It Happened Here
In june 1940, nazi Germany invades England after the British retreat at Dunkirk. Brtitish resistance gradually vanishes.
Before becoming for the first a cinema historian, and for the second a military history expert, Kevin Brownlow and Andrew Mollo, aged 18 in 1956,begin the production of this film that will see completion 8 years later, thanks to the precious help of war veterans and filmmakers like Tony Richardson et Stanley Kubrick. Immediately striking is the care given to the era's reconstitution, about which filmmaker Chris Marker declared : "It so happens the only realistic film about World War Two is imaginary."
In the late 1950s, in London's Soho, then the artist and sex trade area of London, a call would go out to the coffee bars and pubs in the area for unpaid extras in a new movie being made. As a young blues musician and writer I was particularly interested in the film's subject, which echoed themes beginning to mature in my own mind. The film was being made on a tiny budget over several years by a teenager only a couple of months my elder, Kevin Brownlow. Now an admired film restorer and historian, Brownlow was working in the lowlier end of the film business (also based in Soho) when he heard two men speaking German in the street as he passed. Like me, Brownlow was somewhat disgusted by the smug triumphalism of some British media which suggested Nazism could never flourish in Britain. Meanwhile he also found a book of photographs from occupied Paris, published by French liberation forces in 1944. This gave him the idea for a film in which Britain had capitulated in 1940 and, apart from a Resistance, been thoroughly compliant with her Nazi conquerors. Over the next few years, with the specialist historian Andrew Mollo and scores of us recruited as volunteer actors, Brownlow struggled first to get his film made, then struggled to get it back from United Artists, who 'buried' it. Censored by UA and the BBC, attacked from left and right, called anti-semitic because of its accurate showing of real British fascists spouting their garbage and effectively condemning themselves, the film has been vigorously defended as 'knowing thy enemy as thyself'. Made on a miniscule budget by enthusiasts, this film's message is perhaps even more urgent now than it was in the 1950s.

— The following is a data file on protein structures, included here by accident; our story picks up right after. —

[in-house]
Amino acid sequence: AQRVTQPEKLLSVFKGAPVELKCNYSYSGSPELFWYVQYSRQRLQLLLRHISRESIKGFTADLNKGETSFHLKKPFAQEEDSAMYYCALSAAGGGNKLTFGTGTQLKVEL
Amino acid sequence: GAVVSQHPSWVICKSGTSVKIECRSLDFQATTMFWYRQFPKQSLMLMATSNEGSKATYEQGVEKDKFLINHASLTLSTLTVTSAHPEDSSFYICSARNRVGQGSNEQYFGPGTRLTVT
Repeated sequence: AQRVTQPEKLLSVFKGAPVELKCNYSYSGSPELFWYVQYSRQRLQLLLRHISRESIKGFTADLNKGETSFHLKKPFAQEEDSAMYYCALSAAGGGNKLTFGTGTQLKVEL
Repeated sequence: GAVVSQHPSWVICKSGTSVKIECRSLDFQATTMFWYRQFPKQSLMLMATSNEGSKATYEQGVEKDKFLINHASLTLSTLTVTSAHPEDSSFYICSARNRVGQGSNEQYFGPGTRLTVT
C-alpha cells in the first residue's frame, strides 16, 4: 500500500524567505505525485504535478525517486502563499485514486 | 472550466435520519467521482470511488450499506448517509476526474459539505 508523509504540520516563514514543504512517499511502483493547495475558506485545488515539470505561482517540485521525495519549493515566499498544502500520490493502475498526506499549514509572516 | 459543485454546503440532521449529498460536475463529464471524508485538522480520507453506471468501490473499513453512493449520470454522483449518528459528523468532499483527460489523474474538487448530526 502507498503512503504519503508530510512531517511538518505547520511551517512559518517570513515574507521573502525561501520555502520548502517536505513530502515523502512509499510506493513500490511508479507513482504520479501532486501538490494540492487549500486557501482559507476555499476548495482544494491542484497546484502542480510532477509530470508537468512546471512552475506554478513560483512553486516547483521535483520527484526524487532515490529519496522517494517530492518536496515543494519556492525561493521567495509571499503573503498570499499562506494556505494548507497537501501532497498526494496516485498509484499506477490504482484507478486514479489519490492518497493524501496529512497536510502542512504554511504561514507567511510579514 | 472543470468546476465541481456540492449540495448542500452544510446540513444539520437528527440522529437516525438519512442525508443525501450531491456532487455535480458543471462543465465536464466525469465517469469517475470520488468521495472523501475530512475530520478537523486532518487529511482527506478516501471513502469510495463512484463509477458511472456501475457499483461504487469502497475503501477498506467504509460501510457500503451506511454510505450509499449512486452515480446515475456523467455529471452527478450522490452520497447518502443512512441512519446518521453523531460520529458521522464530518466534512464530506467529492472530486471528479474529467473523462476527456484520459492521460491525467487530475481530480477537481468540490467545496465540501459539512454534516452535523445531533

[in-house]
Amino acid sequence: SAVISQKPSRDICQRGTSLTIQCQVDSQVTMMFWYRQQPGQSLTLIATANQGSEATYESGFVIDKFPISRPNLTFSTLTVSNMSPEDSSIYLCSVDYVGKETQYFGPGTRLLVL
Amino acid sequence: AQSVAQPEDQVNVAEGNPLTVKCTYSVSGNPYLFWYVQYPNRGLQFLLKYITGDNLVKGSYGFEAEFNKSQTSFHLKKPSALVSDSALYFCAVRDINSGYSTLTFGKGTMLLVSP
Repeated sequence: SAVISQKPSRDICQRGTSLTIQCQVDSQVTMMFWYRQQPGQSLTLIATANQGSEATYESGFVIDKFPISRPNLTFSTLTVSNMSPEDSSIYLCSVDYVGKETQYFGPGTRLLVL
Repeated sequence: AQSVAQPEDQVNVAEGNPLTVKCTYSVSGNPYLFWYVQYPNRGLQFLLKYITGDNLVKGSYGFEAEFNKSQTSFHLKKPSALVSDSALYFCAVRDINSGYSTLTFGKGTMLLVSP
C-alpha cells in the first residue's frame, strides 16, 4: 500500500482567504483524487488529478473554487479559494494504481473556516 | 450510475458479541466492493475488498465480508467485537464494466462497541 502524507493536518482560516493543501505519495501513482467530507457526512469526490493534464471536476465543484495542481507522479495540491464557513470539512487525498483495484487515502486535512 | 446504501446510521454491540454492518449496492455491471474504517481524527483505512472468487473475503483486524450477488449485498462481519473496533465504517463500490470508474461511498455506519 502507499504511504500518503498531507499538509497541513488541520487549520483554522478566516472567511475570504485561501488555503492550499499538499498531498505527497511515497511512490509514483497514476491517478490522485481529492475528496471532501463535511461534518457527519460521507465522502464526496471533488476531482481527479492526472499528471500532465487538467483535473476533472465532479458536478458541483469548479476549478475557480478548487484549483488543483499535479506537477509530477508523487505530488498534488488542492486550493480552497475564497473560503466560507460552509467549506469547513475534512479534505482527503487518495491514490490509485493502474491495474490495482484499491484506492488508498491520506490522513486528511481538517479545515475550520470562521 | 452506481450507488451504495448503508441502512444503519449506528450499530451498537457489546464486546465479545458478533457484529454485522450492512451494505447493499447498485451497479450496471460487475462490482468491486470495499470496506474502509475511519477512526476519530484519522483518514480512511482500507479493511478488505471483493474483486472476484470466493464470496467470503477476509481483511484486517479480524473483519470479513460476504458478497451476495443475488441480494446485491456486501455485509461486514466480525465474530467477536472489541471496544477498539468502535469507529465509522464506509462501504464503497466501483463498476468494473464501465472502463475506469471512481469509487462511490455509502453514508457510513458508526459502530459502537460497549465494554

Directed by: Kevin Brownlow, Andrew Mollo. Produced by: Kevin Brownlow, Andrew Mollo. Screenplay by: Andrew Mollo, Kevin Brownlow. Editing: Kevin Brownlow. Photography: Kevin Brownlow, Peter Suschitzky. Music by: Anton Bruckner. With: Pauline Murray, Sebastian Shaw, Bart Allison, Reginald Marsh.
7 September 2019 19:15
In the presence of Michael Moorcock